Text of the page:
Is anybody out there?


As a matter of fact, there is!   This blog has been viewed 4,271 times since it was started in November of last year.   The vast majority of visitors have been from Canada and the USA, but altogether, 33 countries have shown at least some interest in what is going on in the woolygags of New Brunswick.

Who would have thought that there would be so much interest in how New Brunswick is managing – or mismanaging – its medical records program?

The search for extra-provincial intelligence has been quite encouraging!

Here’s a map of our viewers’ geographic distribution.





What’s new, pussycat?


Although I have pretty much given up the fight to get the leadership of the New Brunswick Medical Society to see the folly of their monopoly EMR policy, every so often I come across something so cogent and relevant to the New Brunswick situation that I can’t not share it.

So it is with Woland’s Cat, a blog published by Aussie software engineer Thomas Beale.  I recently stumbled upon his revealing commentary on the concept of open platform, interoperable EMRs, and agree wholeheartedly with his premise that single-vendor monopolies run by profit-driven oligarchs and focused on their exclusionary software packages are doomed to fail, and rack up huge costs in the process.

But don’t take it from me.    I’m not a software engineer, and some of his musings are very likely over the head of a simple country doctor, and DEFINITELY beyond the comprehension of those who hold desperately to the belief that a provincial EMR monopoly represents the best of all possible worlds.

I suggest you read it for yourself.

You can find it here.

It’s the cat’s meow.


Blessed be the apothecaries…

Dr. Mario

Kudos to the New Brunswick Pharmaceutical Society for their groundbreaking and revolutionary initiative to speed up New Brunswickers’ access to prescription medication.   Thanks to the soon-to-be-enacted legislation, pharmacists will be permitted to diagnose and treat a number of common conditions which heretofore required the patient to take the unnecessary and time-consuming step of consulting a doctor.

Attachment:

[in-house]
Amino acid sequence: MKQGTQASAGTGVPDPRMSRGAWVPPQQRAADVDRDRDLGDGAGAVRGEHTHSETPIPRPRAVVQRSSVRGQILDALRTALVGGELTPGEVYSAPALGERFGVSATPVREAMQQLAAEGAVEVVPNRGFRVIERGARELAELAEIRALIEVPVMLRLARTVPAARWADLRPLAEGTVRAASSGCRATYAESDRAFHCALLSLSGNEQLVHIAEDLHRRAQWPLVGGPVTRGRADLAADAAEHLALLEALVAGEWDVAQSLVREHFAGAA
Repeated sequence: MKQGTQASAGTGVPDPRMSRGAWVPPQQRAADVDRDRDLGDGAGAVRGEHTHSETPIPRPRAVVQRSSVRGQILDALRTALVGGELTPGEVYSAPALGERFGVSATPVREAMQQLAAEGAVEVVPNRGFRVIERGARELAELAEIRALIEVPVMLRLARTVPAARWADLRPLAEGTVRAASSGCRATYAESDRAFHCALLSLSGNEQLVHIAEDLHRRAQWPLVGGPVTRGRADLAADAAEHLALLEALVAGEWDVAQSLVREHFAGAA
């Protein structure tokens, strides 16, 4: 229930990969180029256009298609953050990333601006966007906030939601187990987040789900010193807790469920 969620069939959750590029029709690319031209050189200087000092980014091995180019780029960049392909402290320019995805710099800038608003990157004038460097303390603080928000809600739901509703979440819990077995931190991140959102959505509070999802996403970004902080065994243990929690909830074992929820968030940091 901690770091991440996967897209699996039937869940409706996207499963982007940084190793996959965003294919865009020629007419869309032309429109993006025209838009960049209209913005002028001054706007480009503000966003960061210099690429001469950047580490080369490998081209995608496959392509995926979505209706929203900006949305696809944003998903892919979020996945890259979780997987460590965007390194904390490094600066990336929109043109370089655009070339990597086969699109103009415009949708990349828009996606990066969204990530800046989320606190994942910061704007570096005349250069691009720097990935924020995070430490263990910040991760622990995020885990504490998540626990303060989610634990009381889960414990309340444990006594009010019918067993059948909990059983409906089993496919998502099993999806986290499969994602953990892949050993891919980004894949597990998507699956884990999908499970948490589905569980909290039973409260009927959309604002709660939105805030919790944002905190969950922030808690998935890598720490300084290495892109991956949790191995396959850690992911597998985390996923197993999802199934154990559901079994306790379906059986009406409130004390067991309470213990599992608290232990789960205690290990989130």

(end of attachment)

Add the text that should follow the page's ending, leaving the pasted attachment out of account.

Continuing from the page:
Our pharmacists deserve warm praise for their altruism and obvious genuine concern for our overworked doctors, and for putting their shoulders to the wheel and pitching in to help.   Doctors no longer need to fear that their valuable time will be wasted on simple, common conditions, many of which would get better on their own if just given a few days of grandmotherly care.   Now pharmacists will be able to leap into the fray, doling out a variety of reasonably priced prescription drugs to you the consumer, in a wonderful caring environment of one-stop-shopping.   It’s the ultimate in consumer convenience!   
Family doctors are sure to be appreciative of their new-found free time, and will no doubt make wise and judicious use of it by taking on even more complicated, difficult, and time-consuming cases. 
The New Brunswick government of the day deserves no less credit for its role in enabling this forward-thinking legislation.   No longer burdened with diagnosing and treating the humdrum litany of sore throats, warts, and bladder infections, family doctors will have the luxury of spending 30, 40, or more minutes per patient, while still getting paid the same generous fee for each visit.  Meanwhile the Department of Health will be able to radically slash doctor costs, while enhancing our ability to attract even more pharmacists to our province.
Those of you of “a certain age” may recall that in an earlier era New Brunswick doctors would sell medication to patients straight out of their own cupboards.   Fortunately, it was recognized that there could be a teensy-weensy chance that this could be viewed as a conflict of interest – or might be influenced by a profit motive – and so in 2014 the College of Physicians and Surgeons of New Brunswick generally discourages the practice.   Now, in our new and more enlightened society, pharmacists can do what doctors could not trust themselves to do: they have the ability to self-regulate and, thanks to advanced training in business ethics, are unencumbered by the more venal urges of doctors of bygone times.    
God bless them all!